Nancy White, a 10th grader from the Mississippi Choctaw, Cherokee and Blackfoot tribes, said learning about her culture has made a difference in her life. “It’s helped me to understand who I am.”  Of Barnoski, she said, “I can see the love that he has for us. He’s a really good person.” 

Barnoski’s commitment to his students goes beyond the classroom. He makes sure they are fed on the weekends, have transportation, and even a safe place to sleep. Many students go with him to activities at Fife Indian United Methodist Church, a congregation in the denomination’s Oklahoma Indian Missionary Conference. 

White joined Fife Indian United Methodist earlier this year and credits her involvement there with changing her perspective on life. “I used to be into drinking, and it was bad. That changed when I started going to church.”

The Rev. David Wilson, superintendent of the Oklahoma Indian Missionary Conference, said he is excited and amazed at the ways Barnoski relates to young people and how they react to his presence. “He is important to our community. We need more role models like him who take the time and have the energy and love for young people.”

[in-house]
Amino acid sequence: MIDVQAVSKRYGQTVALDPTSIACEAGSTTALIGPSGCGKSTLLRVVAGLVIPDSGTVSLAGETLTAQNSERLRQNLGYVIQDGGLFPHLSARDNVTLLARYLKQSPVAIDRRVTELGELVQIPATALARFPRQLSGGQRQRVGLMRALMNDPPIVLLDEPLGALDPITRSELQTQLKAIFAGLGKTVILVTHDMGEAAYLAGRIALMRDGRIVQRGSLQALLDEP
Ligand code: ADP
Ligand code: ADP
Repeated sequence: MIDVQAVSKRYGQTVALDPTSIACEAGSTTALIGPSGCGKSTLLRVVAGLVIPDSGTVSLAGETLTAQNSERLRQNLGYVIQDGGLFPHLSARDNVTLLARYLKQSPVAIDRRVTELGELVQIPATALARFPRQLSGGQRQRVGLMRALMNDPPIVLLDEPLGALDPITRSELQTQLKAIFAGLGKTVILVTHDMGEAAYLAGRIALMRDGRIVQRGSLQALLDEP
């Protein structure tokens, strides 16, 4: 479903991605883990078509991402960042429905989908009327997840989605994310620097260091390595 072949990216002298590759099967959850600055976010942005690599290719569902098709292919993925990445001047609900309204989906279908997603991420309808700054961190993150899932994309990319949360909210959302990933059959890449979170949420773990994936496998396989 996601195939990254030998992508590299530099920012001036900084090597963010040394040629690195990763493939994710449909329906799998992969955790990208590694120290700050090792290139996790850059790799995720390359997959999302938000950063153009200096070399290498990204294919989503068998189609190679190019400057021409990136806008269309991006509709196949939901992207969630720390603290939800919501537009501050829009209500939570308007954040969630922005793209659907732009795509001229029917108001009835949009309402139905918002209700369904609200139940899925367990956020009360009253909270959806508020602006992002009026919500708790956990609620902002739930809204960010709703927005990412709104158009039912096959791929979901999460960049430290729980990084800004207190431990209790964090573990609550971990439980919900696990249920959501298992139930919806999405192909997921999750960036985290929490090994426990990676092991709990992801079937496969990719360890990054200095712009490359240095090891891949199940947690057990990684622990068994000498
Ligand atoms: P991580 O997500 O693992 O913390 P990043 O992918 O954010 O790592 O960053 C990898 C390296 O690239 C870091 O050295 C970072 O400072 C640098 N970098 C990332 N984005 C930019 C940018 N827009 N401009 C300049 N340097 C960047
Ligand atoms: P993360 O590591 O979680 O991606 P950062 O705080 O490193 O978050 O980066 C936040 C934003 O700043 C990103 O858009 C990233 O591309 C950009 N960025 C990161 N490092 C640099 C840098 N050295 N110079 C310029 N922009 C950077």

“These are good kids who just need a little help,” said Barnoski. “They are trying to do away with the negative parts of their lives.” He gives credit to his wife, Stefanie, and to God for allowing him to affect the lives of the young people.  

“If I can plant a seed, then a life can change through Jesus who is the way, the truth, and the life.”